Facebook claims hate speech visibility dropped 50 percent in nine months

Facebook hopes to change the narrative after a whistleblower's testimony.

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PARIS, FRANCE - OCTOBER 06: In this photo illustration, the logo of social media application Facebook is seen through a magnifying glass on October 06, 2021 in Paris, France. Frances Haugen, a former employee of the Facebook social network created by Mark Zuckerberg, told the US Senate on October 05 that Facebook was prioritizing its profits at the expense of security and the impact of the social network on young users. To support her claims, Frances Haugen draws on her two-year experience as a product manager at Facebook and on the thousands of documents she took with her last spring, grouped together under the name of "Facebook Files ". (Photo illustration by Chesnot/Getty Images)
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Facebook is responding to whistleblower Frances Haugen's testimony by attempting to shift the narrative on hate speech. Integrity VP Guy Rosen has posted a defense of the social network's anti-hate measures where he argued the declining visibility of hate speech mattered more than the mere existence of that content. The "prevalence" (aka visibility) of hate on Facebook has dropped nearly 50 percent in the past three quarters to 0.05 percent of content viewed, Rosen said, or about five views out of every 10,000.

The executive contended it was "wrong" to focus on content removals as the only metric. There were other ways to counter hate, Rosen said, and Facebook had to be "confident" before it removed any material. That meant erring on the side of caution to avoid mistakenly removing content, and limiting the reach of people, groups and pages that will probably violate policies.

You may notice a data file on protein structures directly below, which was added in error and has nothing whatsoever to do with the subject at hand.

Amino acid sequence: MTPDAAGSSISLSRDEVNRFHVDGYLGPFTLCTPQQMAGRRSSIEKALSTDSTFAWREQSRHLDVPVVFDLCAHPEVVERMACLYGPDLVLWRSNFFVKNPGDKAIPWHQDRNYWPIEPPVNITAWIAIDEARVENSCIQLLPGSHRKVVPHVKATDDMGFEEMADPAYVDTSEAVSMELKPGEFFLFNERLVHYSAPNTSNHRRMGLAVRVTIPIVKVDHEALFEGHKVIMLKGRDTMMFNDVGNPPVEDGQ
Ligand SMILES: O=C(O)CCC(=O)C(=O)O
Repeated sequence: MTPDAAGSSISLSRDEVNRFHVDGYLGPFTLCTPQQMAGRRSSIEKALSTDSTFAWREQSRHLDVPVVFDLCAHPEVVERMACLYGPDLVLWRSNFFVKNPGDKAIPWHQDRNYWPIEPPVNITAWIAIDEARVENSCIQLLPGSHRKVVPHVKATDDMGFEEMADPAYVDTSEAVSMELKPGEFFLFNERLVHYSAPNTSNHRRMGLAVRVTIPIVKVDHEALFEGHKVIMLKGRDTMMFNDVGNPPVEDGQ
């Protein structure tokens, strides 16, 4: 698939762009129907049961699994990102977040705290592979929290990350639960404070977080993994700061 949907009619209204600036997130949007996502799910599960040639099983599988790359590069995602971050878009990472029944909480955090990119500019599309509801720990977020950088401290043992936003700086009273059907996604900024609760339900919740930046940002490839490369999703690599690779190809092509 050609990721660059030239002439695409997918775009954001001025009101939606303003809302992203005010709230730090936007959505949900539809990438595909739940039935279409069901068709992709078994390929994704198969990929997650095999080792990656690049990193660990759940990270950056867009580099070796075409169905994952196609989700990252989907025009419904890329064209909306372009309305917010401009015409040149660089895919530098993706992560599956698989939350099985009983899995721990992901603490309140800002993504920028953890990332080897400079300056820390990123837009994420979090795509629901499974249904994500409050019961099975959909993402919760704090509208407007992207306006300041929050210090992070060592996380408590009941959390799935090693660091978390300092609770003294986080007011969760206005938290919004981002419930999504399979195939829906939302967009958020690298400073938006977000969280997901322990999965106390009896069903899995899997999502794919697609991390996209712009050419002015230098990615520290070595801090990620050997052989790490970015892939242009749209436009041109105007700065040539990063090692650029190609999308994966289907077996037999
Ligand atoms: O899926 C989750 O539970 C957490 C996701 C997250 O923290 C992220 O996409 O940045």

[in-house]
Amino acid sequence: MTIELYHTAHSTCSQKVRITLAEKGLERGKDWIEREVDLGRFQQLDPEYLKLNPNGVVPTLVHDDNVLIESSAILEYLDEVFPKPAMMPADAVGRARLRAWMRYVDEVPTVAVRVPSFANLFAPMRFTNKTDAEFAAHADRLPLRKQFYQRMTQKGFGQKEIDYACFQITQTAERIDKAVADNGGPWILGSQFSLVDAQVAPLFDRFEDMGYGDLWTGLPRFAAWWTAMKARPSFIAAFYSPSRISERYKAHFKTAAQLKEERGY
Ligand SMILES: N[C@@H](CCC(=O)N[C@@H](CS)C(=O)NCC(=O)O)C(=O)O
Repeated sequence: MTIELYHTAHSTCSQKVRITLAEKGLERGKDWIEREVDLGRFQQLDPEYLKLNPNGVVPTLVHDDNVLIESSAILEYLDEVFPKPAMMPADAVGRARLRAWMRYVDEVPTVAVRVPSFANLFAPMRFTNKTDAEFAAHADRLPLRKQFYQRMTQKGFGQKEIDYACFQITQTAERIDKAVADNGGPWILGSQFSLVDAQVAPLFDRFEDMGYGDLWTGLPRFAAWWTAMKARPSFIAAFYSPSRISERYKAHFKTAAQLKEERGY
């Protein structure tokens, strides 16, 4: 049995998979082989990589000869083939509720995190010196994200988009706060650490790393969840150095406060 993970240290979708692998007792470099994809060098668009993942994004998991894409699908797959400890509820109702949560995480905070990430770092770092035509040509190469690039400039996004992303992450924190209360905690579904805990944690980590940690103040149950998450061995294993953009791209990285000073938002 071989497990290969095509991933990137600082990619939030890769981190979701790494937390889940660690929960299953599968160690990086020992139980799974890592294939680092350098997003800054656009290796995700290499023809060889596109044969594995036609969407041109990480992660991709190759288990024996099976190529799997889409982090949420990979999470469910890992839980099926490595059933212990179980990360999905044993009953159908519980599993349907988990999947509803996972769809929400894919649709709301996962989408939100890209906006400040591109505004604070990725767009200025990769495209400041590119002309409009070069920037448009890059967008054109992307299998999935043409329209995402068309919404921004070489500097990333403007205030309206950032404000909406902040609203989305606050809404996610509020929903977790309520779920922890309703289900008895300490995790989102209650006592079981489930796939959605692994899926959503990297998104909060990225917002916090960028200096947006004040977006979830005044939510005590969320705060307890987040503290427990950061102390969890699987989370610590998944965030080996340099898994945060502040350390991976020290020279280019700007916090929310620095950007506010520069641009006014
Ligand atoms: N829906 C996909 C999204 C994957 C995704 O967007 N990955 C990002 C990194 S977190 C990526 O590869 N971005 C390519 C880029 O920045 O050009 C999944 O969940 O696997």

There is a degree of truth here. Facebook has occasionally run into trouble for mistakenly flagging content as hate speech, and an aggressive removal system might lead to further accidents. Likewise, hate will only have limited impact if few people ever see a given post.

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However, there's little doubt Facebook is engaged in some spin. Haugen in her testimony asserted that Facebook can only catch a "very tiny minority" of offending material — that's still an issue if true, even if only a small fraction of users ever see the material. Rosen's response also doesn't touch on Haugen's allegations that Facebook resisted implementing safer algorithms and other efforts to minimize hateful and divisive interactions. Facebook may be making significant strides in limiting hate, but that's not Haugen's point — it's that the social media firm isn't doing enough.

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